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Starting my own label - Page 3

post #31 of 52
Quote:
Originally Posted by LabelKing
Clothing fit and silhoutte, no matter how avant-garde or crazy you want to get is based on certain traditions.
Hogwash! Who needs armholes?
post #32 of 52
I think you are getting way ahead of yourself, I have been around and had experience starting labels. You have to keep in mind that the reason there are thousands of small lables because its easy to start.

If I were you I would not waste your time with a sewing machine or any of that stuff. Start small with t-shirts and hoodies. There are plenty of companies that make decent blanks (American Apparel, Alternative apparel, allstyle apparel) and if you aren't satisfied with them you can mess around with chemical washes to get your desired feel.

As far as printing, there are hundreds of screen printers in the yellow pages. call around and get prices. You will be fine with a discharge print for this round and if you are lucky you can find a printer that can do water based inks.

Find a local graphic artist or friend who can draw and do a couple designs and take it from there. Don't worry about trade shows or any of that stuff until further down the line. If you can start hanging out at some retail stores in your area and talk with the employees (or buyer if you can) and talk about what sells and tell them about your idea.

It's a long road but if you take it one store at a time, it can work out. Hope that helps.
post #33 of 52
Quote:
Originally Posted by twin8885
I think you are getting way ahead of yourself, I have been around and had experience starting labels. You have to keep in mind that the reason there are thousands of small lables because its easy to start.

If I were you I would not waste your time with a sewing machine or any of that stuff. Start small with t-shirts and hoodies. There are plenty of companies that make decent blanks (American Apparel, Alternative apparel, allstyle apparel) and if you aren't satisfied with them you can mess around with chemical washes to get your desired feel.

As far as printing, there are hundreds of screen printers in the yellow pages. call around and get prices. You will be fine with a discharge print for this round and if you are lucky you can find a printer that can do water based inks.

Find a local graphic artist or friend who can draw and do a couple designs and take it from there. Don't worry about trade shows or any of that stuff until further down the line. If you can start hanging out at some retail stores in your area and talk with the employees (or buyer if you can) and talk about what sells and tell them about your idea.

It's a long road but if you take it one store at a time, it can work out. Hope that helps.
Glad to have you on the site, it sounds like your input will be really valuable here.

That said, what you said assumes his design ideas can be translated into (or are limited to) prints on pre-made shirts. If his ideas require new garments based on old garments or based on nothing, he will need to be able to articulate those ideas somehow. He definitely must learn how to sketch. He should also learn who to talk to and what not to tell them - for example, telling Urban Outfitters about a good idea is a BAD IDEA (I've heard this from inside). They will talk to you, make nice and get to know your idea, and then rip it off and give you nothing.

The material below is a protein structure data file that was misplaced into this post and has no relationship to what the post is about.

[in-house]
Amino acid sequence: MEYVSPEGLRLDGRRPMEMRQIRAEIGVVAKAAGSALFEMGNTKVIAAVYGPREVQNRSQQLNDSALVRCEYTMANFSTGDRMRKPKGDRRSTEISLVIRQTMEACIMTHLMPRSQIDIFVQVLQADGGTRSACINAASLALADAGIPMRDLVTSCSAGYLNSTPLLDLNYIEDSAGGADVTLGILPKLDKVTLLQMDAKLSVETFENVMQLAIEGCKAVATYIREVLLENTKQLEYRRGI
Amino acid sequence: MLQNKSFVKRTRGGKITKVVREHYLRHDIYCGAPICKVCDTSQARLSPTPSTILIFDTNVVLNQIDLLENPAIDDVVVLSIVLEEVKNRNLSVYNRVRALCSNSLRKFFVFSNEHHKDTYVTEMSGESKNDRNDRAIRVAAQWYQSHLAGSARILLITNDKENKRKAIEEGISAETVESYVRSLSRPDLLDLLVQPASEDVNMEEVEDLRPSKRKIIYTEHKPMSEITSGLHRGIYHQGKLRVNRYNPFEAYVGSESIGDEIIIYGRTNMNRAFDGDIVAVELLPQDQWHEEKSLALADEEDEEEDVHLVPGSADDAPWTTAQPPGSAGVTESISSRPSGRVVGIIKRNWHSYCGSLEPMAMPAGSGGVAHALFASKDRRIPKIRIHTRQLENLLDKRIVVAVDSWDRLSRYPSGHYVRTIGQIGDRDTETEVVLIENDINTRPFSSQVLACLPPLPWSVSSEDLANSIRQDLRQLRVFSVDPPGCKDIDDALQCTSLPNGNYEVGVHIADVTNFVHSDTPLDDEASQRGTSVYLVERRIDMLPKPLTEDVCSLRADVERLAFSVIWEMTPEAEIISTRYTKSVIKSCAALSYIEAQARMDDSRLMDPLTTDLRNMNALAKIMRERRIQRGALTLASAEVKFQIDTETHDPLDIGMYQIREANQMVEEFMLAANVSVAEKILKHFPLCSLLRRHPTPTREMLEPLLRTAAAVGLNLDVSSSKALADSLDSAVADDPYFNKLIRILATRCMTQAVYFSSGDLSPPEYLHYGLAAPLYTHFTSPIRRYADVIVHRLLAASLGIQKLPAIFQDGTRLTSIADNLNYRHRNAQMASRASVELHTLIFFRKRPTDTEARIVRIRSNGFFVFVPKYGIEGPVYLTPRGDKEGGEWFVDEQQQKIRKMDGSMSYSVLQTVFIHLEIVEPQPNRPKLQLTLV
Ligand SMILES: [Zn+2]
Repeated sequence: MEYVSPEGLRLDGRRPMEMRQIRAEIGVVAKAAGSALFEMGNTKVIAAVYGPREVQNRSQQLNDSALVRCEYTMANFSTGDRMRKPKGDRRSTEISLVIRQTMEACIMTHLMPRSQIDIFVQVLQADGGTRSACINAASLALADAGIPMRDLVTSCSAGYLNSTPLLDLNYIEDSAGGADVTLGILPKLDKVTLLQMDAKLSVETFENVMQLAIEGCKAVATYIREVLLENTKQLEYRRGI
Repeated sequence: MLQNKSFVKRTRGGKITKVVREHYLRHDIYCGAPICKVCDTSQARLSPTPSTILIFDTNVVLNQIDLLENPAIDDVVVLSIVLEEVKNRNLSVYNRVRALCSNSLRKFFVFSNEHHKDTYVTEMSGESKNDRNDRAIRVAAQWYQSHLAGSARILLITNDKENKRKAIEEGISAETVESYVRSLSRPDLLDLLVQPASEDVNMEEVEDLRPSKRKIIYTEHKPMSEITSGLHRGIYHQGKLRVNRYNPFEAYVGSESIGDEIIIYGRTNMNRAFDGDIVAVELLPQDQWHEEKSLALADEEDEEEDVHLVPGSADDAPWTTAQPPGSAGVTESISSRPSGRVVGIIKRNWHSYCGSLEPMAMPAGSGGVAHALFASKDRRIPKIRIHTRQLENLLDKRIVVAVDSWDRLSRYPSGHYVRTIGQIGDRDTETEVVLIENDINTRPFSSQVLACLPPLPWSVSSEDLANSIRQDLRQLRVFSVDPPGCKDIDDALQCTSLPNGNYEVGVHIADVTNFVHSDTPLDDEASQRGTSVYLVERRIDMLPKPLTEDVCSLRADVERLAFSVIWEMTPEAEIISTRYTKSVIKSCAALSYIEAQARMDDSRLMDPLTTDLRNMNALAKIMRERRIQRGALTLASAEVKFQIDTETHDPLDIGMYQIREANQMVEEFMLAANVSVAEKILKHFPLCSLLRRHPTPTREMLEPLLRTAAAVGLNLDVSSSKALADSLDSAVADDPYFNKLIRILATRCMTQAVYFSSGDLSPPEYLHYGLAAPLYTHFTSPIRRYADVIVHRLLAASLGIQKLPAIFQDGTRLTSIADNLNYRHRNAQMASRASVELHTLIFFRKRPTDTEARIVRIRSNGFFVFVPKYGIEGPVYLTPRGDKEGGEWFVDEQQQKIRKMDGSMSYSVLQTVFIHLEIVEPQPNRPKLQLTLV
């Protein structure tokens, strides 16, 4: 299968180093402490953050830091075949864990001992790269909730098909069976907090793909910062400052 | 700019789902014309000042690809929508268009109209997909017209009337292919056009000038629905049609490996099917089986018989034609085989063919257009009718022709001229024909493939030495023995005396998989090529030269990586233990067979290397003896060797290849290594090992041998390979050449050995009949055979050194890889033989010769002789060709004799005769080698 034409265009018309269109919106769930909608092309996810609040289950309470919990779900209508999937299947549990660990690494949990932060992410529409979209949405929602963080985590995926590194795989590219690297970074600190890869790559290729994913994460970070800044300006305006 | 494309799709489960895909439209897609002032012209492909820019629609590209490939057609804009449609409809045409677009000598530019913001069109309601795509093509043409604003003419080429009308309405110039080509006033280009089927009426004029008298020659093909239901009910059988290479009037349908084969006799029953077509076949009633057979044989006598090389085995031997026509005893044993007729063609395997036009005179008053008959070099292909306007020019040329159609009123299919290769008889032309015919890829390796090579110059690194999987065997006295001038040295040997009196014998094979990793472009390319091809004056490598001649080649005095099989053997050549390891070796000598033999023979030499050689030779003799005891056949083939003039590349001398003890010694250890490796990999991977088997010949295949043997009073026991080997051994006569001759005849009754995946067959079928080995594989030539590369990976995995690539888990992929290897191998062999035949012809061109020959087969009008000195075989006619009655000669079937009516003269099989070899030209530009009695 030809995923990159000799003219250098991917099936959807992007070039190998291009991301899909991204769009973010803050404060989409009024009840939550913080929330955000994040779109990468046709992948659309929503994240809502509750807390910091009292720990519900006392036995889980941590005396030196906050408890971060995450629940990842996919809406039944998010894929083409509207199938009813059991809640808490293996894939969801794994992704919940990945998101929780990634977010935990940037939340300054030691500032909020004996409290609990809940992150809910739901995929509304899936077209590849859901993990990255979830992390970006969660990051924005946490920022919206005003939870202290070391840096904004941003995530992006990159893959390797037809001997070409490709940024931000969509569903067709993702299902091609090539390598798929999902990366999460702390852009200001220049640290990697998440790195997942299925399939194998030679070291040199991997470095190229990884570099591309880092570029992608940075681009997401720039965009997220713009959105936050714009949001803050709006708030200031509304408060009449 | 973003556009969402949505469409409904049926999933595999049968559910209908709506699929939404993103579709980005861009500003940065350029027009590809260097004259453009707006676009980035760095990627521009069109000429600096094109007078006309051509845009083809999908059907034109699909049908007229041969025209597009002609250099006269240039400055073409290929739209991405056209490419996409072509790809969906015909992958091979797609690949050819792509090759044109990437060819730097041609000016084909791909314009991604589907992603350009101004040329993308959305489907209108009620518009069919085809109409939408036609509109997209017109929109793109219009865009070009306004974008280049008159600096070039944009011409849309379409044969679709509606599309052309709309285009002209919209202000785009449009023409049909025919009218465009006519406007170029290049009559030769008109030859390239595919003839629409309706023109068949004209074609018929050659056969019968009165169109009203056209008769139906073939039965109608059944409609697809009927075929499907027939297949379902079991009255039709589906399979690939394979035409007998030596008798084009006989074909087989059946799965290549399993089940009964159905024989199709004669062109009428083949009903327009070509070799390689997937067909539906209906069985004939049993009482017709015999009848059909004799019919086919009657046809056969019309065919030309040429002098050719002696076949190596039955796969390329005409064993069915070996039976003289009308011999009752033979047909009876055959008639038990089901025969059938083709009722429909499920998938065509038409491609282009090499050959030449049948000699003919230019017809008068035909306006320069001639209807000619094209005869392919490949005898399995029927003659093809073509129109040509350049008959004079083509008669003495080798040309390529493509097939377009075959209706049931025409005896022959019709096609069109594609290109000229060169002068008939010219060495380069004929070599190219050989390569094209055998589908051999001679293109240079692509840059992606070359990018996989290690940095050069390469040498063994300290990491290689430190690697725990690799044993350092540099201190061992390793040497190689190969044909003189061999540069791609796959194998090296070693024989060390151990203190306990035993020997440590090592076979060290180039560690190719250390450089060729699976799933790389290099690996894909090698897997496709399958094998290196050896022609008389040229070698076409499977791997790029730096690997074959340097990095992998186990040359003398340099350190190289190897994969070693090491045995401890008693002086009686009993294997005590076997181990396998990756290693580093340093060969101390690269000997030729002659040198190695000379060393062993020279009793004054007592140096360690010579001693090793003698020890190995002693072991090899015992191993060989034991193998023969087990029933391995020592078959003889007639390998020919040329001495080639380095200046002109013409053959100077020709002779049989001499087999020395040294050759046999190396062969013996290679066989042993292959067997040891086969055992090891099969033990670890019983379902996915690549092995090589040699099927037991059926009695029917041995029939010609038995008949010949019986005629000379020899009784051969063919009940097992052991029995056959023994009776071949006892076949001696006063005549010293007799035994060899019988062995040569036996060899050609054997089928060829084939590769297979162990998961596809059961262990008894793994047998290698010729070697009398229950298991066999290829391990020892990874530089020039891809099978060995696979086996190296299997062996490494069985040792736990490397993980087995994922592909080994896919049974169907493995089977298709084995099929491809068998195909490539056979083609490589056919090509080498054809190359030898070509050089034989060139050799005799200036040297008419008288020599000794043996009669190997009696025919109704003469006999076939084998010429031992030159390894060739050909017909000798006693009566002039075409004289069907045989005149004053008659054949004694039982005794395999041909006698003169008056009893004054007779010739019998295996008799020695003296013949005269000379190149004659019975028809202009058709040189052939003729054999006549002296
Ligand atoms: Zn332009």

The ideal scenario I can see for a concept like this is to come up with a coherent theme and some really solid iconic representative pieces, some samples made by yourself or whoever, get some contacts for who's going to make it, and then find a really friendly buyer/backer who's willing to help you launch the line through their store and take over a lot of the production details.
post #34 of 52
I am actually in talks with dealing with urban outfitters right now, so I will let you know how that goes. But if you are referring to the Johnny Cupcakes thing, I think there was more to it then them just ripping it off.

J, I agree with what you said and its another (more complicated) side to the business. You are going to find that it is a hefty up front investment to get samples made and that even then it will be harder to find someone to do production on the goods at a decent minimum. If you do it this way you are going to have to find a pattern maker, grader, cutter, sewer, dye house, fabric source and so on. So, it gets very difficult unless you have the time to oversee this type of production. Not that I am discouraging it if you have the ability to choose that road.
post #35 of 52
Thread Starter 
Quote:
Originally Posted by LabelKing
How so? Clothing fit and silhoutte, no matter how avant-garde or crazy you want to get is based on certain traditions. You really can't analyze Heidegger without Kant, can you? And for that matter, the Greeks.
I don't really feel my understanding of life or human existence is terribly enriched because I know Thales or Anaximenes. Seriously, I think we're coming at this a bit differently. I am not saying I wish to remain ignorant of traditional clothing styles. Hell, a lot of ideas I have are informed by some very old designs. What I am saying is that I will never hand stitch a collar for 50 hours in order to make the perfect suit, and that sort of tradition is what I do not have interest in.